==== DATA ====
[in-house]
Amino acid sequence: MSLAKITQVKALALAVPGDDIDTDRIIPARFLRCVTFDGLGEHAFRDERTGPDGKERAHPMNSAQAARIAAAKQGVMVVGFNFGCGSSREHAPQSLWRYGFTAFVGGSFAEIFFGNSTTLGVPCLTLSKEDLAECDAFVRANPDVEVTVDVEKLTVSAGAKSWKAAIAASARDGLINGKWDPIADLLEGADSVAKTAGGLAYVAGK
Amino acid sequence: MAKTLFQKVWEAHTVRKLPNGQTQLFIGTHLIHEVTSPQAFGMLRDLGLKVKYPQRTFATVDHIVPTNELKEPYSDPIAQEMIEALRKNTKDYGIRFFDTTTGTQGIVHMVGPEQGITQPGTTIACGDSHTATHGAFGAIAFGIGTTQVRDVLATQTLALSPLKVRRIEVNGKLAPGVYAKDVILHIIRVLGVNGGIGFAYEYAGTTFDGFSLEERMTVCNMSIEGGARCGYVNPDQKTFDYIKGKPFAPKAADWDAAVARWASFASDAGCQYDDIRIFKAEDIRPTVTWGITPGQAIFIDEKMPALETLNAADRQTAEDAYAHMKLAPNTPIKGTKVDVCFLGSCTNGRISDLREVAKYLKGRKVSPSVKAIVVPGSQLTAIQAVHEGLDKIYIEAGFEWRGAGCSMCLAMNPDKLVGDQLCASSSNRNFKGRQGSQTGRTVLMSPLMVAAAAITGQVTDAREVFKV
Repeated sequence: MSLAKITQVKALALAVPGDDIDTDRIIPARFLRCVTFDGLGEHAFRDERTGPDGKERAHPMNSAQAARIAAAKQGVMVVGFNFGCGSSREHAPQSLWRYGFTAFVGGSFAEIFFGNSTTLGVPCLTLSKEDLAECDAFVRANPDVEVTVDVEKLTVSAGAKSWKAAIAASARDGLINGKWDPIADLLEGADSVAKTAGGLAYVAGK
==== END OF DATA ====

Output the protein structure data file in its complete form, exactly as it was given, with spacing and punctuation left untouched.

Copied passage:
[in-house]
Amino acid sequence: MSLAKITQVKALALAVPGDDIDTDRIIPARFLRCVTFDGLGEHAFRDERTGPDGKERAHPMNSAQAARIAAAKQGVMVVGFNFGCGSSREHAPQSLWRYGFTAFVGGSFAEIFFGNSTTLGVPCLTLSKEDLAECDAFVRANPDVEVTVDVEKLTVSAGAKSWKAAIAASARDGLINGKWDPIADLLEGADSVAKTAGGLAYVAGK
Amino acid sequence: MAKTLFQKVWEAHTVRKLPNGQTQLFIGTHLIHEVTSPQAFGMLRDLGLKVKYPQRTFATVDHIVPTNELKEPYSDPIAQEMIEALRKNTKDYGIRFFDTTTGTQGIVHMVGPEQGITQPGTTIACGDSHTATHGAFGAIAFGIGTTQVRDVLATQTLALSPLKVRRIEVNGKLAPGVYAKDVILHIIRVLGVNGGIGFAYEYAGTTFDGFSLEERMTVCNMSIEGGARCGYVNPDQKTFDYIKGKPFAPKAADWDAAVARWASFASDAGCQYDDIRIFKAEDIRPTVTWGITPGQAIFIDEKMPALETLNAADRQTAEDAYAHMKLAPNTPIKGTKVDVCFLGSCTNGRISDLREVAKYLKGRKVSPSVKAIVVPGSQLTAIQAVHEGLDKIYIEAGFEWRGAGCSMCLAMNPDKLVGDQLCASSSNRNFKGRQGSQTGRTVLMSPLMVAAAAITGQVTDAREVFKV
Repeated sequence: MSLAKITQVKALALAVPGDDIDTDRIIPARFLRCVTFDGLGEHAFRDERTGPDGKERAHPMNSAQAARIAAAKQGVMVVGFNFGCGSSREHAPQSLWRYGFTAFVGGSFAEIFFGNSTTLGVPCLTLSKEDLAECDAFVRANPDVEVTVDVEKLTVSAGAKSWKAAIAASARDGLINGKWDPIADLLEGADSVAKTAGGLAYVAGK